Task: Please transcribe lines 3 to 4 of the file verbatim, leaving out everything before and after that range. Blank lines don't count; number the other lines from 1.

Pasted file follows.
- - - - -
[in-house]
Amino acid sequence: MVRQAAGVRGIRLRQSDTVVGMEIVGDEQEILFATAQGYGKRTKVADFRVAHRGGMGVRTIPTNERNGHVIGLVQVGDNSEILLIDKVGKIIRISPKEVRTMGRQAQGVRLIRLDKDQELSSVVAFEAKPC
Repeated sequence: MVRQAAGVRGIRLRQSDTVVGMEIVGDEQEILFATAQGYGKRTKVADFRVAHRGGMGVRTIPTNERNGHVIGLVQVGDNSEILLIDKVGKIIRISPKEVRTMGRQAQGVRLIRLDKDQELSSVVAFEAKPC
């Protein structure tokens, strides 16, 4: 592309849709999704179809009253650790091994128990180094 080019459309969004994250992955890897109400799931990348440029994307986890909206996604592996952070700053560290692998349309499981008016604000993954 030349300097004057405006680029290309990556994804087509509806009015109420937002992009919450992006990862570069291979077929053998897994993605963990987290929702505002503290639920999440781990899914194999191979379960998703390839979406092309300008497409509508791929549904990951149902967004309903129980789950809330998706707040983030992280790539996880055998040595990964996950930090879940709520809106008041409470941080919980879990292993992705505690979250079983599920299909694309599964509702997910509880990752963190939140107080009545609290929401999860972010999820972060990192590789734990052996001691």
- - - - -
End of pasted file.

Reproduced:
Repeated sequence: MVRQAAGVRGIRLRQSDTVVGMEIVGDEQEILFATAQGYGKRTKVADFRVAHRGGMGVRTIPTNERNGHVIGLVQVGDNSEILLIDKVGKIIRISPKEVRTMGRQAQGVRLIRLDKDQELSSVVAFEAKPC
């Protein structure tokens, strides 16, 4: 592309849709999704179809009253650790091994128990180094 080019459309969004994250992955890897109400799931990348440029994307986890909206996604592996952070700053560290692998349309499981008016604000993954 030349300097004057405006680029290309990556994804087509509806009015109420937002992009919450992006990862570069291979077929053998897994993605963990987290929702505002503290639920999440781990899914194999191979379960998703390839979406092309300008497409509508791929549904990951149902967004309903129980789950809330998706707040983030992280790539996880055998040595990964996950930090879940709520809106008041409470941080919980879990292993992705505690979250079983599920299909694309599964509702997910509880990752963190939140107080009545609290929401999860972010999820972060990192590789734990052996001691």